When I first heard about the UTOC cabin, I was an undergrad at the University of Toronto. A country-raised kid with a penchant for outdoor adventure sports, I was searching for a means of escape from the downtown campus’ incessant urbanity and brutalist concrete architecture.
A handful of the school’s clubs promised some opportunities to get students out of the city and connected with the natural world, but one organization in particular possessed the crown jewel that could truly make this happen: an underfunded outfit of outdoorsy students called the University of Toronto Outing Club owned and operated a mythical cabin somewhere in the here-there-be-dragons hinterland of central Grey County. I signed up to be a member of the club at my first opportunity.
If you’ve ever visited Metcalfe Rock – the tall, long, strikingly impressive stretch of Niagara Escarpment near the miniscule hamlet of Redwing (southwest of Collingwood) – chances are you’ve also come across the UTOC cabin. It stands on its lonesome directly situated on the main Bruce Trail, the only structure anywhere near the base of the cliff.
Tucked in amongst the mature maples and tumbled moss-covered boulders, it’s an unusual looking building – wooden clad, a couple of stories tall, with odd geometries, windows where you wouldn’t expect them, and a peculiar build quality. Handsome in a way, but to be honest, it looks like a glorified tree fort or clubhouse – and that’s exactly what it is.
The small parcel of land was purchased in the 1960s in what was then a very remote location chosen to minimize contact with the artifices of city life and maximize accessibility to nature and outdoor sports. Downhill skiing and rock climbing were top of mind for the club’s pioneering members, and so where could be better than a few kilometres from southern Ontario’s best slopes at Blue Mountain, and a literal stone’s throw from some of the best bullet hard vertical limestone this province has to offer?
When I was a student member, we would organize weekend trips in all seasons for all types of activities. Rock climbing was my main interest, and in fact my very first outdoor lead climb was on a particularly slick (and stiffly graded) 5.7 not 50m from the cabin’s fence line. But the adventure opportunities were endless. Excursions into Metcalfe’s deep, dark, winding, and still frigid midsummer caves felt like a forbidden, Tom Sawyer-ish thrill.
We embarked on day hikes to explore the expansive lookouts and fern gully crevices of the Bruce Trail system. Perhaps the best trips of all were midwinter, learning to cross country ski in the perfect powder snow of Kolapore Uplands wilderness – 60+km of well-maintained trails in a surrounding 300 acre wilderness paradise. A 20+ person ‘Survivor’ style weekend, complete with challenges, puzzles, and cutthroat voting tribes became a popular and ongoing Club tradition.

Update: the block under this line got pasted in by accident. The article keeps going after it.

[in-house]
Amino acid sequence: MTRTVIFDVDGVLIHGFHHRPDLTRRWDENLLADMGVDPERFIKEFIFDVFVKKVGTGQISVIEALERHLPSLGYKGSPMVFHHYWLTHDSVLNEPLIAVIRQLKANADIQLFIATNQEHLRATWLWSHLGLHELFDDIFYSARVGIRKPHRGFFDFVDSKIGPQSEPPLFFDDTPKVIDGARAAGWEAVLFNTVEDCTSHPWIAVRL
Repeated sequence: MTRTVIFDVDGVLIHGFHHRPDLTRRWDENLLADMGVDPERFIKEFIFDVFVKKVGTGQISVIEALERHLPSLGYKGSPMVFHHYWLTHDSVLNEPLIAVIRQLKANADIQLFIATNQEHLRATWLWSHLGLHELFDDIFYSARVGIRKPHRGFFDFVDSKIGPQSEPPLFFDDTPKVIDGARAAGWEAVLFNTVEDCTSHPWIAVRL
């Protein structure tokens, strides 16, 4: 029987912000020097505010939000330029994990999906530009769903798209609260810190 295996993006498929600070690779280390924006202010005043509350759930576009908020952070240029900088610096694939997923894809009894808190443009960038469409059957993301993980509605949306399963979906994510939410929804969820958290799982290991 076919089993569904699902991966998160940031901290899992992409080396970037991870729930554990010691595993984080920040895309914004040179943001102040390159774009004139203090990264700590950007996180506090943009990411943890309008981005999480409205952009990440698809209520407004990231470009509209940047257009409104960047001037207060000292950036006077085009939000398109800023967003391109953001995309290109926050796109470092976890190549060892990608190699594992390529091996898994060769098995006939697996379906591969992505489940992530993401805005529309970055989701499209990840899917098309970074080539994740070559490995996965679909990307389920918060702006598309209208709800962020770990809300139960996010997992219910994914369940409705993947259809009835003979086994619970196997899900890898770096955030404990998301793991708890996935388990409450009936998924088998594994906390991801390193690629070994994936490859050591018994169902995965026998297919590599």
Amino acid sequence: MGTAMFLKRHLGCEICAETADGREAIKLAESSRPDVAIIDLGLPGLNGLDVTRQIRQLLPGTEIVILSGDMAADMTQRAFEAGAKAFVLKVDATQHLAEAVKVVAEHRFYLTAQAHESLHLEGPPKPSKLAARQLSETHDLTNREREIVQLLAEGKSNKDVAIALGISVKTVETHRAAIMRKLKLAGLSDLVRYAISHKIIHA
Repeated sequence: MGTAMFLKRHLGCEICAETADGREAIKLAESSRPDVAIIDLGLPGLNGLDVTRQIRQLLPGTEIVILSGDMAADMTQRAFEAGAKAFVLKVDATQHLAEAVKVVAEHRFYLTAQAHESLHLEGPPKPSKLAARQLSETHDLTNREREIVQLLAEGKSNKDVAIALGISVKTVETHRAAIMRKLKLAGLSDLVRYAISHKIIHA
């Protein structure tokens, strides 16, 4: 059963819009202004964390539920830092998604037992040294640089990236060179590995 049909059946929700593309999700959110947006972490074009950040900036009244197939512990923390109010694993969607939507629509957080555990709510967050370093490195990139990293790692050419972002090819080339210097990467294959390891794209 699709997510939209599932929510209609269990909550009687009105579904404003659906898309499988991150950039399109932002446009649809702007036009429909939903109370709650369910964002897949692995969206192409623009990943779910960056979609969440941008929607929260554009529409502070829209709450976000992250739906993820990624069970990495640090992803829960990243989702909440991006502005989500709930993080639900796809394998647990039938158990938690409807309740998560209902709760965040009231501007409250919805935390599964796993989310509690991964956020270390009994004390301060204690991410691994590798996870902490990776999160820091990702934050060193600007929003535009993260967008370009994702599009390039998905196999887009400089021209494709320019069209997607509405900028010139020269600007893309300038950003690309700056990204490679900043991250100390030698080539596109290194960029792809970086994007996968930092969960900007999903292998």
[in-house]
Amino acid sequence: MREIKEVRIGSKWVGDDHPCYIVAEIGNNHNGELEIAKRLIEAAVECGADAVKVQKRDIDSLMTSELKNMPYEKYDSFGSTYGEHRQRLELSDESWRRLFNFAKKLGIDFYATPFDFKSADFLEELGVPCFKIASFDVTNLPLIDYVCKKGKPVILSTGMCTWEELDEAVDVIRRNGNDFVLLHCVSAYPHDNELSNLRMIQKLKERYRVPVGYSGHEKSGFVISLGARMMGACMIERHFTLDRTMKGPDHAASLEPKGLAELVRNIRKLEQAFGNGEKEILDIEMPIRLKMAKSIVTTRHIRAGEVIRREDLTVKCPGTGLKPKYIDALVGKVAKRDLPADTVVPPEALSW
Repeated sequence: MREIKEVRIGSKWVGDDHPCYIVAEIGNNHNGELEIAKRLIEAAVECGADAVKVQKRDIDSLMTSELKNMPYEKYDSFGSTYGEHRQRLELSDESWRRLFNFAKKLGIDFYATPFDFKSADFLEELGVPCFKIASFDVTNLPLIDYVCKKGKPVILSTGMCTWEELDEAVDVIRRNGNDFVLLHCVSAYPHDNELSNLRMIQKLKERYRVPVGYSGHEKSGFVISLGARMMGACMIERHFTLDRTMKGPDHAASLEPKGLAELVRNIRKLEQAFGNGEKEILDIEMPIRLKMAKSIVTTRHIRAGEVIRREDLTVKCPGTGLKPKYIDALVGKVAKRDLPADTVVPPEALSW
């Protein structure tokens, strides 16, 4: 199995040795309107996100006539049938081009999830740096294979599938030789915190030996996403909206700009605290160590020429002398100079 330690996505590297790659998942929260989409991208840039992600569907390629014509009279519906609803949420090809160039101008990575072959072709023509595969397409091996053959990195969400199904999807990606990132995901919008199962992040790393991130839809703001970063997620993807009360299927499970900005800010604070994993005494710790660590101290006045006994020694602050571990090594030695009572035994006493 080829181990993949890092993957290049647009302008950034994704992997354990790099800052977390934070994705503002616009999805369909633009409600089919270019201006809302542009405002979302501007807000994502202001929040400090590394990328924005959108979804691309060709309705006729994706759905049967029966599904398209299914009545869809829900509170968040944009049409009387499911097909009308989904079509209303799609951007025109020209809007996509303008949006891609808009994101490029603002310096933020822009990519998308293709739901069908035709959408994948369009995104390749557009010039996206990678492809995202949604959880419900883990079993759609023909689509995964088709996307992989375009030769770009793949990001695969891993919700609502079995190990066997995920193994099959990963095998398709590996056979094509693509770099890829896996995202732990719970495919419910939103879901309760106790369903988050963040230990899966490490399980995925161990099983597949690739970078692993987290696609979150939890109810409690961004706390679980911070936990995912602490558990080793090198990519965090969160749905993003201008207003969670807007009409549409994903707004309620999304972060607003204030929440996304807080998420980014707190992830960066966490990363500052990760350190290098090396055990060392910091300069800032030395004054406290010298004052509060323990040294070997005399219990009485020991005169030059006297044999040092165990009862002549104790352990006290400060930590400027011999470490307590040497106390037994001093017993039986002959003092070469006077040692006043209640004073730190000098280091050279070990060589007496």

I fondly remember an annual ‘gourmet night,’ where members trotted out their finest recipes that could be made on a student budget using blunt knives and old aluminum pots and pans in a crowded and dim kitchen with four underpowered propane stove burners. I can’t recall a single dish, though I doubt any would have been awarded a Michelin star. I’m sure enough beer was consumed that we could easily congratulate ourselves, regardless.
Not much has changed at the cabin in the 50 years since construction. It remains unelectrified and off the grid, and still unplumbed. The kitchen is sparse, with well-loved plywood countertops and open cupboards. Water comes from jugs filled at an ever-flowing ice cold and perennially potable spring, audible through an open window on an otherwise silent night. A cast iron woodstove has a complex matrix of clotheslines strung above it, waiting ready to dry sodden mitts and snow-pants after a long winter’s day out. A recent addition of solar powered indoor LED lights to augment the propane sconces has edged the ambience, somewhat reluctantly, into the 21st century.
It’s a testament to the enduring pull of the club and the romance of its history that the cabin still stands. It isn’t easy to organize overworked, endlessly busy, and flat-broke undergraduate twenty-somethings to maintain a clubhouse more than a hundred kilometres from homebase. Nonetheless, for half a century, UTOC has managed it.
And though the years haven’t refined the space, it remains upright, warm, dry, and inviting. The club and cabin have never been funded by the university proper; it all operates on meager member fees, alumni generosity, the occasional weekend rental, and relentless dedication to tradition.
If you’d like to experience this unique piece of Ontario outdoor sports history, check out www.utoc.ca to learn about some of the ways to become involved. Or, rent the space to share with friends and spend a few nights in this rustic relic yourself. Maybe create your own Survivor style weekend complete with games, puzzles and challenges…and gourmet style meals of course. I’m sure your dishes will be much, much better than our shoe-string budget student attempts.
Written by Joel Loughead
Photos provided by the UTOC